A collection of reviews about my favorite recordings of vintage jazz, classic pop, and the crooners, including the biggest stars and some obscure names, published by Anton Garcia-Fernandez in Martin, Tennessee, U.S.A.
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Recommended Listening This Month
Tony Bennett & Bill Charlap - The Silver Lining: The Songs of Jerome Kern (Columbia)
Recommended Reading This Month
'Jazz Anecdotes: Second Time Around,' by Bill Crow (Oxford UP)
Dean Martin is so well known for his comedic skills and his vocal and stage gimmicks that we sometimes tend to underestimate him as a vocalist. But fortunately, his extensive recorded legacy includes little gems like Dream with Dean that remind us what a great singer he really was. By 1964, when these sessions took place, Martin was under contract to Frank Sinatra's Reprise label, and he was just a few months away from enacting a definitive comeback as a recording and television star. And, although he did not know it as he entered the studio, this album would play no small part in his return to the top.
After several hit releases throughout the 1950s that saw him accompanied by everything from swinging orchestras to Latin-flavored combos, Martin decided to cut a concept album of slow ballads, sung as slow as they could be sung, with an intimate backing of just four pieces: jazz great Barney Kessel on guitar; Ken Lane, Dean's long-time accompanist, on piano and celeste; Red Mitchell on bass; and Irv Cottler, who appeared on countless Sinatra sessions, on drums. The resulting sound is, of course, sparse and mellow, but it actually works very well behind Martin's voice, which sounds deep and soothing, a little bit as though he were singing directly into the listener's ear, trying his best to contain the emotions expressed in the lyrics.
Together with the dreamy sound of the four-piece outfit, the superb song selection is another one of the reasons why this album is such an artistic success. The program kicks off with a lovely, understated reading of "I'm Confessin' (That I Love You)" that aptly sets the scene for the rest of the romantic confessions that are to follow. Martin tackles standards like "Fools Rush In," "Blue Moon," and "I Don't Know Why (I Just Do)" very convincingly, his voice lulled by the soft strains provided by Kessel's self-contained guitar embellishments and Lane's beautiful piano work. He also chooses lesser-known tunes like "I'll Buy That Dream" and "If You Were the Only Girl" and proves that they can flourish in this musical setting. In "Gimme a Little Kiss Will Ya Huh," he does not exactly whisper like Whispering Jack Smith did in his classic version from the twenties, yet he sounds far more seductive and charming than anyone else I have ever heard croon that quasi-forgotten song. The quartet plays so low in "Smile" that for a second you even forget that Martin is not singing a cappella, and "Hands Across the Table" features what must be one of the most poetic lyrics that Dino ever sang: "Hands across the table / While the lights are low / Though you hush your lips / Your fingertips / Tell me all I want to know."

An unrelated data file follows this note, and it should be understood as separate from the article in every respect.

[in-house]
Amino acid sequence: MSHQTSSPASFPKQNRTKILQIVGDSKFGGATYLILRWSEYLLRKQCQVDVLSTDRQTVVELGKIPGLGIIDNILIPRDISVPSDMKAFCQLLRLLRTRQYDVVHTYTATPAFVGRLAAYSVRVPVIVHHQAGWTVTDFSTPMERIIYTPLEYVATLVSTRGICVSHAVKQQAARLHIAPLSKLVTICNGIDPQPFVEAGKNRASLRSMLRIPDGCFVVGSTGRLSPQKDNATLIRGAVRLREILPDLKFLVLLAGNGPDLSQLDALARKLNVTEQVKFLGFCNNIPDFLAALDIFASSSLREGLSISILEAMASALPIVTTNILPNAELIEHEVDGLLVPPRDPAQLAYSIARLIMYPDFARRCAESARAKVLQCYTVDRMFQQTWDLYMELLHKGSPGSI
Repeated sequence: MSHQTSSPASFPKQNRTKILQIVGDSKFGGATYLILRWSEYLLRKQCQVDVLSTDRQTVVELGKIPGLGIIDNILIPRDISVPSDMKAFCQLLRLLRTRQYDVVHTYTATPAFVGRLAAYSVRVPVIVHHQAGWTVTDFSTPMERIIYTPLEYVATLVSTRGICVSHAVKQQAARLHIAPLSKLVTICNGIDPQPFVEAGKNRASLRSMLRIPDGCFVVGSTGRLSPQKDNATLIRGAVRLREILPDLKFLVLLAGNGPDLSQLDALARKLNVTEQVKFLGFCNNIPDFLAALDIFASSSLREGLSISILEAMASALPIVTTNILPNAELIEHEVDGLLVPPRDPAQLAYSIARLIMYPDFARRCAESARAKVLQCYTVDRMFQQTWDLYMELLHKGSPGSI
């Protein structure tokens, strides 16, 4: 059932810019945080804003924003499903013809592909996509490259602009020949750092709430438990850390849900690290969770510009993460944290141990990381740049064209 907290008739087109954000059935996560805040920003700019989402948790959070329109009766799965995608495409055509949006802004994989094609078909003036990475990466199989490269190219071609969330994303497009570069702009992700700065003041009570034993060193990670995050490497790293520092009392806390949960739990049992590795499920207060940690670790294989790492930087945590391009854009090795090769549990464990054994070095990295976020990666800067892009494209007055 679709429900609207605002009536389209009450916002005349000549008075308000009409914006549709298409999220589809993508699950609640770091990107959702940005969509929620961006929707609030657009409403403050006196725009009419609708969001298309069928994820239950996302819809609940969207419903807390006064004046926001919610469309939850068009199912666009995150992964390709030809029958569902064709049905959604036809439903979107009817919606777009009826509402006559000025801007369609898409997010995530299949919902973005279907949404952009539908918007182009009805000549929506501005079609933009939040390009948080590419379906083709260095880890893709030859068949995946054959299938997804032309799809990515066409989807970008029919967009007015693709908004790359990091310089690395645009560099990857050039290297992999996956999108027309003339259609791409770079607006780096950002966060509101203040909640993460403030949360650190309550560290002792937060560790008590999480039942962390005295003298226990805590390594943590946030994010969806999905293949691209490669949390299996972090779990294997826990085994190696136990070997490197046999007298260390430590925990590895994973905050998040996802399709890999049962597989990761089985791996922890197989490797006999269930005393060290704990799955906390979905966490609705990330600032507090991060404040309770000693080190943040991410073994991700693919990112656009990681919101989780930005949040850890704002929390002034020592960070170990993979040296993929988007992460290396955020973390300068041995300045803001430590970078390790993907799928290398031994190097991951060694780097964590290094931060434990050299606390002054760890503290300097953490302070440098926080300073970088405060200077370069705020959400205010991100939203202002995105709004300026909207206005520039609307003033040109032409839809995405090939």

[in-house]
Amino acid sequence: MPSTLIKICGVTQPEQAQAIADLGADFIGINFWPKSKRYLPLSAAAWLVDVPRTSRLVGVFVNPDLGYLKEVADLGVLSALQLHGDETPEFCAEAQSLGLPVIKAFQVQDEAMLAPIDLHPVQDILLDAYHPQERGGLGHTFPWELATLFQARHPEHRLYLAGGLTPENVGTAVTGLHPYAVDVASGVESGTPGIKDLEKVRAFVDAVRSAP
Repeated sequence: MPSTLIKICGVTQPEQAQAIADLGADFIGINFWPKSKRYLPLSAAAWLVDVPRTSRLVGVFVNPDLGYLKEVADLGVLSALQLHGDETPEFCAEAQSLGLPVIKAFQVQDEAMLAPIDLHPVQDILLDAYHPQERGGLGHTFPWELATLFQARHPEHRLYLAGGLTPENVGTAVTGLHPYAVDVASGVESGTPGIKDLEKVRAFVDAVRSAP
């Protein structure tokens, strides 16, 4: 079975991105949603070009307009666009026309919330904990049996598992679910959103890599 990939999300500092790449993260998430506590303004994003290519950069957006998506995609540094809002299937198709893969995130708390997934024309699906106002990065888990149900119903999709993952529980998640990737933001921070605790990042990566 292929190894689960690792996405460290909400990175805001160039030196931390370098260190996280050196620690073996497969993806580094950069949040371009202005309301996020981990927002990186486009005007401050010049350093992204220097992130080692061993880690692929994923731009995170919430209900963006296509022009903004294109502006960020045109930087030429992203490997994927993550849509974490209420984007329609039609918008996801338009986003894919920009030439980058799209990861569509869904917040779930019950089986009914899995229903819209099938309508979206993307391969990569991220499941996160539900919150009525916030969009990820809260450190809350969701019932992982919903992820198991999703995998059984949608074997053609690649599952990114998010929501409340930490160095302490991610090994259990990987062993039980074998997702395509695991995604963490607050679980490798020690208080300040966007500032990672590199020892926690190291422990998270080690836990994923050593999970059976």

Halfway through the album, we find "Everybody Loves Somebody," an oldie that would become forever associated with Martin, though not in this evocative version, but in a full orchestral arrangement featuring a vocal choir and leaning clearly toward contemporary sixties pop. The new reading of the song, also recorded in 1964, quickly rose to the top of the charts at a time when the Beatles were usually monopolizing that spot. However, I have always thought that the more commercial hit version is somewhat overproduced and much prefer this earlier, more relaxed approach. The CD reissue of Dream with Dean (Collector's Choice, 2001) appropriately pairs the album with 1964's Everybody Loves Somebody, a number-two entry in the album charts for Dino, which conveniently allows us to have both versions of the song in one disc. But as good as the tracks in the second album are, Dream with Dean is the true jewel here. As Stan Cornyn wrote in the original liner notes, "Dean Martin's performance sounds deceptively simple. Don't be fooled. . . . Dean's finesse is built on a substantial substructure of hard-learned craft." Indeed, no matter what he was doing, Dino always had an uncanny ability for making the difficult come across as simple. It is only too bad that he did not choose to cut more albums like this one.
I'LL BUY THAT DREAM
EVERYBODY LOVES SOMEBODY
FOOLS RUSH IN
I'M CONFESSIN' (THAT I LOVE YOU)
Anton and Erin Garcia-Fernandez